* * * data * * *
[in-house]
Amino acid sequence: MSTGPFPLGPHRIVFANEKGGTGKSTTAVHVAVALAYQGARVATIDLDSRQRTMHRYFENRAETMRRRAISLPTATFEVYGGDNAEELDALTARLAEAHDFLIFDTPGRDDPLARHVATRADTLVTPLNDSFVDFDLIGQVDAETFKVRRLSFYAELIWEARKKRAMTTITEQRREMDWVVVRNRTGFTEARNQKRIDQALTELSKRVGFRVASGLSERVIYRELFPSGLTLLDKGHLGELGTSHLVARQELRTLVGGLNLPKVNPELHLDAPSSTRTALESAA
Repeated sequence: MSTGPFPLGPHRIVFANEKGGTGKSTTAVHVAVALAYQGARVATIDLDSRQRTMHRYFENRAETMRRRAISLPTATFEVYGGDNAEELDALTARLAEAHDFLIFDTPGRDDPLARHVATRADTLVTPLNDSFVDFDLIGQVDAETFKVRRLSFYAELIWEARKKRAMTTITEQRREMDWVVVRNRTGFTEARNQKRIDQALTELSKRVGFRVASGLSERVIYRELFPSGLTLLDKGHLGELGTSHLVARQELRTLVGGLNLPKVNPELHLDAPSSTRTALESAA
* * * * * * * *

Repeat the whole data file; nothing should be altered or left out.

[in-house]
Amino acid sequence: MSTGPFPLGPHRIVFANEKGGTGKSTTAVHVAVALAYQGARVATIDLDSRQRTMHRYFENRAETMRRRAISLPTATFEVYGGDNAEELDALTARLAEAHDFLIFDTPGRDDPLARHVATRADTLVTPLNDSFVDFDLIGQVDAETFKVRRLSFYAELIWEARKKRAMTTITEQRREMDWVVVRNRTGFTEARNQKRIDQALTELSKRVGFRVASGLSERVIYRELFPSGLTLLDKGHLGELGTSHLVARQELRTLVGGLNLPKVNPELHLDAPSSTRTALESAA
Repeated sequence: MSTGPFPLGPHRIVFANEKGGTGKSTTAVHVAVALAYQGARVATIDLDSRQRTMHRYFENRAETMRRRAISLPTATFEVYGGDNAEELDALTARLAEAHDFLIFDTPGRDDPLARHVATRADTLVTPLNDSFVDFDLIGQVDAETFKVRRLSFYAELIWEARKKRAMTTITEQRREMDWVVVRNRTGFTEARNQKRIDQALTELSKRVGFRVASGLSERVIYRELFPSGLTLLDKGHLGELGTSHLVARQELRTLVGGLNLPKVNPELHLDAPSSTRTALESAA